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EU AI Act should revise its risk-based approach: Report

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EU AI Act should revise its risk-based approach: Report

Another voice has joined the chorus criticizing the European Union’s Artificial Intelligence Act, this time arguing that important provisions of the AI Act do not follow a truly risk-based approach.

A legal study is arguing that the world’s first attempt at comprehensively regulating AI could lead to “legal uncertainty and potential over-regulation, as well as unjustified increases in compliance costs.” But there is a silver lining.

“The AI Act provides for sufficient tools to support future-proof legislation and to implement it in line with a genuine risk-based approach,” writes Martin Ebers, president of the Robotics & AI Law Society (RAILS) in Germany and professor of IT Law at the University of Tartu, Estonia. Ebers.

The AI Act received its final green light in May with implementation still awaiting a long role ahead. The Act follows the formula “the higher the risk, the stricter the rules,” sorting different AI uses according to four risk categories. This regulatory path was chosen to protect rights while simultaneously supporting innovation.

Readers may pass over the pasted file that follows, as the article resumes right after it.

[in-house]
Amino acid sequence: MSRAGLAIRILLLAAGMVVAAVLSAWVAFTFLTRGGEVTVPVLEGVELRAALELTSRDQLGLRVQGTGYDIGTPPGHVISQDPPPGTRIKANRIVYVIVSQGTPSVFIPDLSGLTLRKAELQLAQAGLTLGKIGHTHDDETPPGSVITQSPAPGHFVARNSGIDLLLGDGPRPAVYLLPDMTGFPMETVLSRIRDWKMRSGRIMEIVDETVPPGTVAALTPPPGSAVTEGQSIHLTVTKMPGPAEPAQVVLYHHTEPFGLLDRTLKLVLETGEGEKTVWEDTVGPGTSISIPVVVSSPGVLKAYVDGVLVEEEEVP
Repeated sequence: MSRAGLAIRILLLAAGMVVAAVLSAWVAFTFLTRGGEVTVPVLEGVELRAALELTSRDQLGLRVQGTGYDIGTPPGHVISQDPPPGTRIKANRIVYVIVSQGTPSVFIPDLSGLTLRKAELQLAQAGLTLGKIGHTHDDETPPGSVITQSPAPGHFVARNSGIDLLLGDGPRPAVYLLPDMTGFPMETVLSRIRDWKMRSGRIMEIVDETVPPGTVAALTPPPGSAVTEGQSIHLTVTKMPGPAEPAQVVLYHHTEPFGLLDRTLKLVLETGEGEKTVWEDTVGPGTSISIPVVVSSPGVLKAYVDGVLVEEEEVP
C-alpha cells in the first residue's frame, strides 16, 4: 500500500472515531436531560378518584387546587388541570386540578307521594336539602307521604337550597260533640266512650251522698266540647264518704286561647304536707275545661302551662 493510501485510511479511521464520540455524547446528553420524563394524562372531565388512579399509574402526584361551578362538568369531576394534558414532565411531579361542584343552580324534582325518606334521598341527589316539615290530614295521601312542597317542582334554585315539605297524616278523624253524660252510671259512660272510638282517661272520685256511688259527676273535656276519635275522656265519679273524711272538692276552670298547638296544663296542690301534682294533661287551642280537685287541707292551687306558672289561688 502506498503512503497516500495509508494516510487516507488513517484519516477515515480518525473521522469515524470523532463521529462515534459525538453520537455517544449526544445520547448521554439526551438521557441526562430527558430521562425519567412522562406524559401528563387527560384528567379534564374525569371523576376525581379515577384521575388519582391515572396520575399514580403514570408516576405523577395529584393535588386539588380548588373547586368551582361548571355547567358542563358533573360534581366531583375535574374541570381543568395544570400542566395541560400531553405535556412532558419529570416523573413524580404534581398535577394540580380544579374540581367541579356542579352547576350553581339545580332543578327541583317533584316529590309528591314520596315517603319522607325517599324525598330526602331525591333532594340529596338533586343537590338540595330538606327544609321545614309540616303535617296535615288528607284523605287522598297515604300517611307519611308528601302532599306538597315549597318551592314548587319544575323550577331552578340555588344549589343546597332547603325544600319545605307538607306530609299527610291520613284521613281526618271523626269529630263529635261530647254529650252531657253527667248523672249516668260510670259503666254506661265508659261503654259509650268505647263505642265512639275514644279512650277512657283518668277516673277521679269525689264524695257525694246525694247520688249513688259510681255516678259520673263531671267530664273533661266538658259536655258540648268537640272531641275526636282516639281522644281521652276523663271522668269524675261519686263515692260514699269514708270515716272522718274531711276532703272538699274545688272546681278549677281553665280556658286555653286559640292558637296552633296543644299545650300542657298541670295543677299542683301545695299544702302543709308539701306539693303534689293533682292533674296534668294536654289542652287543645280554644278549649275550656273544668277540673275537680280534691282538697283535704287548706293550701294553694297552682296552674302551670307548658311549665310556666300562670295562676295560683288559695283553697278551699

Elbers, who is also a senior research fellow at the Humboldt University of Berlin, recommends that the AI Act should be implemented according to its original intention of a risk-based approach. Sector-specific legislation should also be added to avoid inconsistencies and over-regulation.

The European Commission AI Office should also “clarify, concretize, amend, supplement, modify or even delete a large number of provisions of the AI Act to ‘take into account the rapid pace of technological development, as well as the potential changes in the use of AI systems.’”

Since its draft was first published in 2021, the AI Act has spurred heated debates, with human rights organizations criticizing it for inadequate protections and business groups decrying heavy compliance burdens. The newest report was commissioned by the Computer & Communications Industry Association (CCIA Europe).

“Legislators around the world need to know that key AI Act provisions fail to follow a genuine risk-based approach, says Boniface de Champris, CCIA Europe’s senior policy manager. “As long as these structural issues have not been resolved, other lawmakers should not adopt the EU’s approach without careful consideration, as this would duplicate the AI Act’s shortcomings on a global scale.”

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